Mary Halvorson – Meltframe (Firehouse 12)
A few weeks ago, something amazing happened. I closed my eyes and was transported back in time to the music of my youth: the angsty, rough edges of Nirvana, the intricate and driving rhythms of Radiohead, the dark melodicism of Muse. When I opened them again, I realized it was 2017 and I was listening to Mary Halvorson, a consummate guitarist who manages to bring everything that is great about grunge and alternative rock to her debut solo record.
Her newest release on Firehouse 12, “Cascades”, is a study of themes and contrast. Tonal melodies are broken by intense moments of pure static angst; romantic chordal melodies offset by mechanical arpeggios at a breakneck paces, scurrying away almost as quickly as they appear; acoustic, country and western tinged open chords that implore the listener to conjure up an image of big sky country, only to be snapped out of it by the return of an aggressive, metallic-edged motif. Halvorson’s use of effects throughout the album is masterful, complementing and highlighting her technique. The effects chosen enhance her ability to draw the listener into the compositions on the disc, giving them an almost cinematic, “you can visualize what’s happening” quality.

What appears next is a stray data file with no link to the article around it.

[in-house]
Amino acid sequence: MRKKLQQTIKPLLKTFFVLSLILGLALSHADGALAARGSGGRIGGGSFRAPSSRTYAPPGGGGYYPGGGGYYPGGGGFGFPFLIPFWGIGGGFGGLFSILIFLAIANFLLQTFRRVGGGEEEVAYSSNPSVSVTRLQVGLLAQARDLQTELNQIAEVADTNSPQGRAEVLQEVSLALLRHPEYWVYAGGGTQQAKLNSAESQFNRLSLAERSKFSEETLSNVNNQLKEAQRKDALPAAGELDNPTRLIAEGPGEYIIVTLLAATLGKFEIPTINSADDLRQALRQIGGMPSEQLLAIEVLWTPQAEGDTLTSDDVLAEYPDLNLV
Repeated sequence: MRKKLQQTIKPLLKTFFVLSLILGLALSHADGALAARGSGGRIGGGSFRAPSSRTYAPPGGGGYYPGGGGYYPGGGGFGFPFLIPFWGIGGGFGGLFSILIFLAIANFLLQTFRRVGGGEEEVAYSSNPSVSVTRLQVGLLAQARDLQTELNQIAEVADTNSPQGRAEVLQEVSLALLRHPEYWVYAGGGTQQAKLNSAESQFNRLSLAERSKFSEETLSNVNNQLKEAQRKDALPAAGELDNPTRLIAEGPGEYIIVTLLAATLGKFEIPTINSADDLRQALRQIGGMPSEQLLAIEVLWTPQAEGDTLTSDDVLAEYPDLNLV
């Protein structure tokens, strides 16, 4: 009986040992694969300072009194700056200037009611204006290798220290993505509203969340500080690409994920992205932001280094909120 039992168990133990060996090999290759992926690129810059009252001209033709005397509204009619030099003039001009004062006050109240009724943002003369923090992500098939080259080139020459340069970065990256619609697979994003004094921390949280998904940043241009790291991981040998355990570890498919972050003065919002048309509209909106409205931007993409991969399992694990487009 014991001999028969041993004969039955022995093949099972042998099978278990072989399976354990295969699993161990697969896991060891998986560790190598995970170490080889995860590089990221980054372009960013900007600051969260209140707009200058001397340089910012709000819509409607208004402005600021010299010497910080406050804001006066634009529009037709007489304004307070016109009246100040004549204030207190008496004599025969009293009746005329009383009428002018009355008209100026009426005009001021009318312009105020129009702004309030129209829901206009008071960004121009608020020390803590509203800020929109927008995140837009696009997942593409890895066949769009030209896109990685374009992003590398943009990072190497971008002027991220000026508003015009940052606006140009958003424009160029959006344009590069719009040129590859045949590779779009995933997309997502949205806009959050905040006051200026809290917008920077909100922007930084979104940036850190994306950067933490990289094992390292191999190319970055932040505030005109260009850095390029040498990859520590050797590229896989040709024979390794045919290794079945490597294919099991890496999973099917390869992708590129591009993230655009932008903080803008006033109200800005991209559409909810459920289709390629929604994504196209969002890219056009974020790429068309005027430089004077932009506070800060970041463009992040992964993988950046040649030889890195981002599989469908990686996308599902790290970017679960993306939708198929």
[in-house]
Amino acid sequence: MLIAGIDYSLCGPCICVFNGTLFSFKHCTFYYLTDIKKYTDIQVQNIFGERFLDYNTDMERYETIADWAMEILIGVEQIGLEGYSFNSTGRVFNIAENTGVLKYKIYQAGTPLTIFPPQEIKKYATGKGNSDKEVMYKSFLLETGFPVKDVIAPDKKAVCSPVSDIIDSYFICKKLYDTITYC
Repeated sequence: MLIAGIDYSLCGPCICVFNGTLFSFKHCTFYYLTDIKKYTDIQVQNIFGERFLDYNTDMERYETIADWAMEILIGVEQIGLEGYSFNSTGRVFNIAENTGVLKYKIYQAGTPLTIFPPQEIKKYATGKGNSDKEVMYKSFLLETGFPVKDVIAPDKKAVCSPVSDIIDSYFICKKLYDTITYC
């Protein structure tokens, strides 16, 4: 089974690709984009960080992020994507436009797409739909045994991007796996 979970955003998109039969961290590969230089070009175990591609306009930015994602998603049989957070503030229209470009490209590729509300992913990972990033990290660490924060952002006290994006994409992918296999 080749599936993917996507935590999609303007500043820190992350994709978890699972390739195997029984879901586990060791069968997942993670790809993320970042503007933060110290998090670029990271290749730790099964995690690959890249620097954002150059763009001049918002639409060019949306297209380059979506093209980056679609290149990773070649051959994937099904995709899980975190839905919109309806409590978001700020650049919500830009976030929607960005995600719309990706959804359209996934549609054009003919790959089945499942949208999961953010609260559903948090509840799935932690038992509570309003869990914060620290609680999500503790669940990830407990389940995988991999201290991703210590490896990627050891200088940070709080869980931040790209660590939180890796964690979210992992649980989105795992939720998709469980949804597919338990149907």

This is a complete record, so picking out favorite tracks is difficult. There are two standouts for me: “Aisha” and “Platform”, the seventh and eighth tracks on the album. “Aisha” has a haunting motif recurring throughout, intercepted by studious and mechanical melodies that reminded me of Conlon Nancarrow’s “Studies for Player Piano”. This track invited me back for many listens, as did “Platform”, which upon first listen, I mistook for a Radiohead song I’d never heard before, at least in the first few seconds. As the tune got going, I found it hard to believe that the density in this tune was created by just one person. I found the variety of textures in this composition to be mesmerizing, particularly toward the end, when it culminates into a jarring, motivic explosion of sound.
I think Meltframe is an album that invites fans of many different types of music to the experimental music table as Halvorson’s blend of influences is out front and center. It is an album that doesn’t require much concentration to enjoy, but has enough variation to warrant many listens.
–Lauren Lee, February 6, 2017